The BBC has said it will begin to stream iPlayer content through its website by the end of the year, having concluded a deal with Adobe to use its Flash software.

The move follows heavy criticism of the Beeb over its decision to limit access to the service to users of Windows XP.

It says Mac and Linux users will not be able to download programmes through the iPlayer, as is currently the case with PC users, but will be able to watch content streamed directly from the BBC site.

Its director of future media and technology, Ashley Highfield said:

"We need to get the streaming service up and look at the ratio of consumption between the services and then we need to look long and hard at whether we build a download service for Mac and Linux."

Meanwhile, the BBC has struck a deal with, which will see the newspaper's website linking to BBC iPlayer content through its TV listings pages. The broadcaster claims that 250,000 people use the iPlayer every week, and is aiming for 500,000 users by next April.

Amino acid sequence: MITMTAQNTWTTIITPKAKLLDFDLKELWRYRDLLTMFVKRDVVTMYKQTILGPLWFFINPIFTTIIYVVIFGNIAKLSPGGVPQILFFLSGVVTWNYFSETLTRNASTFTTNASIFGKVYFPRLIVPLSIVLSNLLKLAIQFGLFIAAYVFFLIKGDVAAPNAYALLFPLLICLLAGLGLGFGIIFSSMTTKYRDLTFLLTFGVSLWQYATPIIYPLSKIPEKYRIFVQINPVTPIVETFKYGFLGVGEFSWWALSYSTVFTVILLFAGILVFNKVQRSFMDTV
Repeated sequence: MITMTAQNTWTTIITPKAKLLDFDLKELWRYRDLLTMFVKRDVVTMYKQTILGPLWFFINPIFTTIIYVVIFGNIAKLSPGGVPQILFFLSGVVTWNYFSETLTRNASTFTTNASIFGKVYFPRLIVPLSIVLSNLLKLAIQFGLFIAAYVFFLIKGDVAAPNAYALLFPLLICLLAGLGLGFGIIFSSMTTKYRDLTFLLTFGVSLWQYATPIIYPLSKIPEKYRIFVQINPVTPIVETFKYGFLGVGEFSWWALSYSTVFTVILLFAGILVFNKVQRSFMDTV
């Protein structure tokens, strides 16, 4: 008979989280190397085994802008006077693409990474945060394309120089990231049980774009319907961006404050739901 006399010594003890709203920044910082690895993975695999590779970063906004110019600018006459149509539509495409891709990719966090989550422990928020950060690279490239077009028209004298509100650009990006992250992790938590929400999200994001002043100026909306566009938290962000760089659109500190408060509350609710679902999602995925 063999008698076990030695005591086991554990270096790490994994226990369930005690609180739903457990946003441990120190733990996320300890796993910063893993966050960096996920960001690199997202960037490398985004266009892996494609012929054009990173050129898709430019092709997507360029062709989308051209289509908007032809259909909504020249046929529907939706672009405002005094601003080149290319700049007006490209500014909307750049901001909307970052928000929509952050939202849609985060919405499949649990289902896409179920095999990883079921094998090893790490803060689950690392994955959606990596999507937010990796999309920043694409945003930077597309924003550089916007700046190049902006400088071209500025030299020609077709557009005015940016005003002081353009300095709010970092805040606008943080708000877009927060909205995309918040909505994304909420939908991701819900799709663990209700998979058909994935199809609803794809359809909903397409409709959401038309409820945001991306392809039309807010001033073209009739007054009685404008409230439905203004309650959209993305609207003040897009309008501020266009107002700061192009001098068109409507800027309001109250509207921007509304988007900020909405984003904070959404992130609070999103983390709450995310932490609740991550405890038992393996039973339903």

Related stories:
Over 120,000 downloads for BBC iPlayer

Graham Charlton

Published 16 October, 2007 by Graham Charlton

Graham Charlton is the former Editor-in-Chief at Econsultancy. Follow him on Twitter or connect via Linkedin or Google+

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Comments (1)


Philip Wilkinson

About time, although they still need to realise that ideally we want to be able to download the content too and watch it in our own time via itunes or similar, or apple tv. After all - everyone who pays a license owns the content..

almost 11 years ago

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